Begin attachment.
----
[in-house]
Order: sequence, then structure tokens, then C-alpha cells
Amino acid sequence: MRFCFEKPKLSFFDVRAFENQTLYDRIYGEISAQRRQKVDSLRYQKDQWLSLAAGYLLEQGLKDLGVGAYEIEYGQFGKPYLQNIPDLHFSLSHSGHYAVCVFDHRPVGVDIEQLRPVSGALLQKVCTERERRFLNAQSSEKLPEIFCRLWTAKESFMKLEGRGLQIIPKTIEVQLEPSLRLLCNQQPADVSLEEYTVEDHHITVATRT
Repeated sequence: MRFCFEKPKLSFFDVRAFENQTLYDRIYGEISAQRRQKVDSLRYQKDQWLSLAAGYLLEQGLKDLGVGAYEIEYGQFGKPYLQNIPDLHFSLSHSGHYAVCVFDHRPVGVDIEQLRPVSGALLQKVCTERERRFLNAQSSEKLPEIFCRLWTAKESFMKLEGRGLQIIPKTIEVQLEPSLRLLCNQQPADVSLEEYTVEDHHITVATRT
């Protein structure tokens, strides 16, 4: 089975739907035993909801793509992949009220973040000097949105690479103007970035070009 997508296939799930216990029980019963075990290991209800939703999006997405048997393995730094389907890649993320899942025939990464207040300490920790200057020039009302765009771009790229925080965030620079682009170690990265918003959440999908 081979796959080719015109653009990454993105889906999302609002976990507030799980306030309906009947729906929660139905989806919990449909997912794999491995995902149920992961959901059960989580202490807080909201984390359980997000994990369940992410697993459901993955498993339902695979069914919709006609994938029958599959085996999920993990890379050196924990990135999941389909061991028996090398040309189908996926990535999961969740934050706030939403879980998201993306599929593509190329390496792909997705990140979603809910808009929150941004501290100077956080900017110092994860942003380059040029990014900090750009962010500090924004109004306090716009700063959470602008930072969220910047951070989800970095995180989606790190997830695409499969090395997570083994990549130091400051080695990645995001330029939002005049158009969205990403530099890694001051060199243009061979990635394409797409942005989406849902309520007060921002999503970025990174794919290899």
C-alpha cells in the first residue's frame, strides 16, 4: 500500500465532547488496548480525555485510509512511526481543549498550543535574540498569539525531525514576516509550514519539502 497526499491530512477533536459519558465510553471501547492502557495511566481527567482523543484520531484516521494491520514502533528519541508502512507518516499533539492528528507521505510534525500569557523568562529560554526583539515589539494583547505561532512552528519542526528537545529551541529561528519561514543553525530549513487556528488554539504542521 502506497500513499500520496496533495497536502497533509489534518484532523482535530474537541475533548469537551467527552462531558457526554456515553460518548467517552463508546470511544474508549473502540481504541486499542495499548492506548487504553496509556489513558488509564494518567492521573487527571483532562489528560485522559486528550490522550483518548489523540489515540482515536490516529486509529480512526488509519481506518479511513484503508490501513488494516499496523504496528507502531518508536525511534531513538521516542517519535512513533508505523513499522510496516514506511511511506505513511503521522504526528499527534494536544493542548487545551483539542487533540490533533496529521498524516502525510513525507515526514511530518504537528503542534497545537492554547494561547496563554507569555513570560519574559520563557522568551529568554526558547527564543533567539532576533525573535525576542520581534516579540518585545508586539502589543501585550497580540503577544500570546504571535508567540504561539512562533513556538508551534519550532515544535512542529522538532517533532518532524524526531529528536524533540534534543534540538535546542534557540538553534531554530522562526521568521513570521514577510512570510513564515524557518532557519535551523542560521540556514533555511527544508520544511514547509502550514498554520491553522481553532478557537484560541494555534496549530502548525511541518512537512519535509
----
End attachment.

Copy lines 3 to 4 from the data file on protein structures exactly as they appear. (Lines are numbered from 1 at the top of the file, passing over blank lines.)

Amino acid sequence: MRFCFEKPKLSFFDVRAFENQTLYDRIYGEISAQRRQKVDSLRYQKDQWLSLAAGYLLEQGLKDLGVGAYEIEYGQFGKPYLQNIPDLHFSLSHSGHYAVCVFDHRPVGVDIEQLRPVSGALLQKVCTERERRFLNAQSSEKLPEIFCRLWTAKESFMKLEGRGLQIIPKTIEVQLEPSLRLLCNQQPADVSLEEYTVEDHHITVATRT
Repeated sequence: MRFCFEKPKLSFFDVRAFENQTLYDRIYGEISAQRRQKVDSLRYQKDQWLSLAAGYLLEQGLKDLGVGAYEIEYGQFGKPYLQNIPDLHFSLSHSGHYAVCVFDHRPVGVDIEQLRPVSGALLQKVCTERERRFLNAQSSEKLPEIFCRLWTAKESFMKLEGRGLQIIPKTIEVQLEPSLRLLCNQQPADVSLEEYTVEDHHITVATRT